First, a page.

This leads me to conclude that chances are very good that your link is simply to a manipulative testimonial made by a group with an obvious religious agenda. However, even if the story is true, it can only be counted as the emotionally driven story of a person who went through a traumatic experience, and in no way gives evidence to the existence of a magic sky daddy.

I love how you twisted the word evidence to mean something completely different. Seems legit.

Just because something is unlikely or difficult to explain does not mean the answer is magic. Two stories where the individuals were looking for magic, and then subjectively decide that magic is the best explanation, is not evidence. Lack of imagination is the only thing that is proven by not being able to come up with a non-magic explanation.

If there was one match, that means the bone marrow transplant was not against ALL odds. The fact that it was an atheist has zero bearing on the story. Unlikely outcomes are still possible - without magic. It was the bone marrow transplant that saved the dude - doctors, science, medicine and all that other NON-magic stuff.

As for the other story - unlikely outcome, perhaps, but still possible without magic. There are certainly alternative explanations. Even things as unsavory as the faulty memory of a 9-year-old, or an initial misdiagnosis. Those explanations don't fit your narrative, but are still possible. Without being able to go back and recreate the situation, let's call it a draw - maybe your explanation is right, maybe one of mine is. So again, it is not evidence of magic just because the people in the story couldn't provide a different explanation.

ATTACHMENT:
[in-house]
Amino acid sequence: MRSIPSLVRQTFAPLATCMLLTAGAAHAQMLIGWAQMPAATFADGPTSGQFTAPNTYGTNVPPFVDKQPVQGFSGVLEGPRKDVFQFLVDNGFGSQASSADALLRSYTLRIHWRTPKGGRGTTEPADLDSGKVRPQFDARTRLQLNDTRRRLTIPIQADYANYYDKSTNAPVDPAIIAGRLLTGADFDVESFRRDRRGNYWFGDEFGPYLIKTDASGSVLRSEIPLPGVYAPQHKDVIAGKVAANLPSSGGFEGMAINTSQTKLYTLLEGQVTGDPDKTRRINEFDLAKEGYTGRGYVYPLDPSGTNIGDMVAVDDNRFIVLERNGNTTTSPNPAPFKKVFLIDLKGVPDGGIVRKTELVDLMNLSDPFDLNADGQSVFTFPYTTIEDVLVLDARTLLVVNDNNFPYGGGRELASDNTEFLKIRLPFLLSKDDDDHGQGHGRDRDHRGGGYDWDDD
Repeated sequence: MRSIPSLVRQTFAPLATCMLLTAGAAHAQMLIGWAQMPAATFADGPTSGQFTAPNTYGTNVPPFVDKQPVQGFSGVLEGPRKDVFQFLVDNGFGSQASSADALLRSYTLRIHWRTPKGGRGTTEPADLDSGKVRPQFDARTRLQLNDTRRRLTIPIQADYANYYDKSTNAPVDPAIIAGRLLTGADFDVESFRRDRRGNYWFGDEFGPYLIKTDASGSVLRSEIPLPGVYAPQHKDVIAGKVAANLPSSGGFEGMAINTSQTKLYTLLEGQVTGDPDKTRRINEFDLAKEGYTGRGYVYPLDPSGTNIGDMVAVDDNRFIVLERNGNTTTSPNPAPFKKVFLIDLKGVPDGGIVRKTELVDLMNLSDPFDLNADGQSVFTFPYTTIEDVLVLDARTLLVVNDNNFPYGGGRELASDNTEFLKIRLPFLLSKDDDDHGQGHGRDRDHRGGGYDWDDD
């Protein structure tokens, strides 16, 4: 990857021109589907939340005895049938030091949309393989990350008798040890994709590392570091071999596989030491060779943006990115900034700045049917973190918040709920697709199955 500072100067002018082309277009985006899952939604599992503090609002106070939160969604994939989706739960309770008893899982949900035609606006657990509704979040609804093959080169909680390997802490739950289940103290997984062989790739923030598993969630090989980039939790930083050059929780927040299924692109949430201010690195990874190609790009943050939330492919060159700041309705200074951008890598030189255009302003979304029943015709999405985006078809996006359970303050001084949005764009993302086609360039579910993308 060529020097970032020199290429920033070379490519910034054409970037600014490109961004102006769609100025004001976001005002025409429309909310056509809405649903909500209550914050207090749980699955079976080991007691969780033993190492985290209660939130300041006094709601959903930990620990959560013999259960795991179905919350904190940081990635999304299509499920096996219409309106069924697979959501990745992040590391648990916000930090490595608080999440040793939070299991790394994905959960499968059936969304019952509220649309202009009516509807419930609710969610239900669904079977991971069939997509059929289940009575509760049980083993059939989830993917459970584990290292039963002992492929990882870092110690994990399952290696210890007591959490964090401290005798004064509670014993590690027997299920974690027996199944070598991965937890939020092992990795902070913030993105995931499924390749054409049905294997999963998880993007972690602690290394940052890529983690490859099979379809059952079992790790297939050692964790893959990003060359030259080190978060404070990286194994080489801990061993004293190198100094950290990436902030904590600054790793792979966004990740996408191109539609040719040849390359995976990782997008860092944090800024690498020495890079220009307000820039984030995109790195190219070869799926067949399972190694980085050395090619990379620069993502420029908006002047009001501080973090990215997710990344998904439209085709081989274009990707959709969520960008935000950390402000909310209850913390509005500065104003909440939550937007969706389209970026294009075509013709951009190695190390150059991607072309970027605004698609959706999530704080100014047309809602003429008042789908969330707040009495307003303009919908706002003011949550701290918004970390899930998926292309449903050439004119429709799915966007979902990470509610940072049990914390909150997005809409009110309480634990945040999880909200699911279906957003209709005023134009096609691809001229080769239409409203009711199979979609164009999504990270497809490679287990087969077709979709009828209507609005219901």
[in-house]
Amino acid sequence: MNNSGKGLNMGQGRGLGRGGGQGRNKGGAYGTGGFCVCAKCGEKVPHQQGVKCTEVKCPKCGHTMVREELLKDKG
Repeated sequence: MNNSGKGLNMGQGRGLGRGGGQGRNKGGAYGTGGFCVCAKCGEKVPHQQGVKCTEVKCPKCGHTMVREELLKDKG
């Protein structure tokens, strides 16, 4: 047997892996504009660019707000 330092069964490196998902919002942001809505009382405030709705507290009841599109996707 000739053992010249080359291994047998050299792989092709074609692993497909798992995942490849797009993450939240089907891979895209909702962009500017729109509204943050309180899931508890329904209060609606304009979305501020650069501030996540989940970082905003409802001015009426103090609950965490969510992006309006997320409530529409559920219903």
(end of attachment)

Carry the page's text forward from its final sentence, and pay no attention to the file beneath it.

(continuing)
I happen to have an atheist friend with cancer. Based on how the cancer had progressed, this friend was supposed to have died three or four years ago, but is still alive and kicking. All the treatments had been tried, nothing was stopping the cancer. How is my friend still alive? Hell if I know, but it happens. Some folks just beat the odds - and it has jack diddly to do with magic.

So now let's get down to the real nitty-gritty. I'll go along with your contention that your two anecdotes are proof that a higher power is in control. So he picked a couple of individuals upon whom to bestow his healing powers, meanwhile, hundreds, thousands, millions of other people in equally difficult circumstances who pray with full faith and earnestness - they have to stay sick, hungry, poor, fill-in-the-blank)?

No cop-out "god works in mysterious ways" answer, please. If you're going to cite as proof the stories that you know two people who prayed and something great happened, then I get to cite the millions who pray but are left to suffer daily as proof that your god is a prick.

Who's got a better cure rate - god, or doctors? Based on real results, I'm putting my life in the hands of the doctors, not the prayers, every time.